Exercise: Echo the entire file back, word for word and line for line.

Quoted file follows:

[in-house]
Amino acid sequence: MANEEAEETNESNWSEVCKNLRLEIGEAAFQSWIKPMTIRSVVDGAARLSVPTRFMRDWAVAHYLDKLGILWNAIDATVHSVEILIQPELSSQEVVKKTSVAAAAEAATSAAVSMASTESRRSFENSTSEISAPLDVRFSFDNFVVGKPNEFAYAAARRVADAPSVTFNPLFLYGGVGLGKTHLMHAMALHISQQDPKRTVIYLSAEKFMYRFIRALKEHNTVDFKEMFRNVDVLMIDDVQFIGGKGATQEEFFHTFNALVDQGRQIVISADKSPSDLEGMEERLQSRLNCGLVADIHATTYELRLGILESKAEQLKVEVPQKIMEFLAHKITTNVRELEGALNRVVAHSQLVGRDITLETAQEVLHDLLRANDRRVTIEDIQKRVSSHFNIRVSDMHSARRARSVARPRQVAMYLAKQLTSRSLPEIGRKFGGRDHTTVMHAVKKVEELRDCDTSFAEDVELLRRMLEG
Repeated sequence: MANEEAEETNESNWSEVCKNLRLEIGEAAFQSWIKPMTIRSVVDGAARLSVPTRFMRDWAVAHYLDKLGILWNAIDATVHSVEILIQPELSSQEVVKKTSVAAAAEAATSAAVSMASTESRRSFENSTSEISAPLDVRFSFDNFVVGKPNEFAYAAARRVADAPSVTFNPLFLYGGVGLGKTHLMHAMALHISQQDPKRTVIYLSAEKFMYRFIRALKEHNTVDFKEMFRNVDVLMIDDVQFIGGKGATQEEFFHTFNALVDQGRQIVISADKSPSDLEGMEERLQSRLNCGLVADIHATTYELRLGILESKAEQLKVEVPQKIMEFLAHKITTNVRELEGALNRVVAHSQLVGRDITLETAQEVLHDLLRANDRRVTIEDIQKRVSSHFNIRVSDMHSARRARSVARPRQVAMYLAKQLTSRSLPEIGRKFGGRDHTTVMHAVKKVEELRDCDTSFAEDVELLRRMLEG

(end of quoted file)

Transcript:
[in-house]
Amino acid sequence: MANEEAEETNESNWSEVCKNLRLEIGEAAFQSWIKPMTIRSVVDGAARLSVPTRFMRDWAVAHYLDKLGILWNAIDATVHSVEILIQPELSSQEVVKKTSVAAAAEAATSAAVSMASTESRRSFENSTSEISAPLDVRFSFDNFVVGKPNEFAYAAARRVADAPSVTFNPLFLYGGVGLGKTHLMHAMALHISQQDPKRTVIYLSAEKFMYRFIRALKEHNTVDFKEMFRNVDVLMIDDVQFIGGKGATQEEFFHTFNALVDQGRQIVISADKSPSDLEGMEERLQSRLNCGLVADIHATTYELRLGILESKAEQLKVEVPQKIMEFLAHKITTNVRELEGALNRVVAHSQLVGRDITLETAQEVLHDLLRANDRRVTIEDIQKRVSSHFNIRVSDMHSARRARSVARPRQVAMYLAKQLTSRSLPEIGRKFGGRDHTTVMHAVKKVEELRDCDTSFAEDVELLRRMLEG
Repeated sequence: MANEEAEETNESNWSEVCKNLRLEIGEAAFQSWIKPMTIRSVVDGAARLSVPTRFMRDWAVAHYLDKLGILWNAIDATVHSVEILIQPELSSQEVVKKTSVAAAAEAATSAAVSMASTESRRSFENSTSEISAPLDVRFSFDNFVVGKPNEFAYAAARRVADAPSVTFNPLFLYGGVGLGKTHLMHAMALHISQQDPKRTVIYLSAEKFMYRFIRALKEHNTVDFKEMFRNVDVLMIDDVQFIGGKGATQEEFFHTFNALVDQGRQIVISADKSPSDLEGMEERLQSRLNCGLVADIHATTYELRLGILESKAEQLKVEVPQKIMEFLAHKITTNVRELEGALNRVVAHSQLVGRDITLETAQEVLHDLLRANDRRVTIEDIQKRVSSHFNIRVSDMHSARRARSVARPRQVAMYLAKQLTSRSLPEIGRKFGGRDHTTVMHAVKKVEELRDCDTSFAEDVELLRRMLEG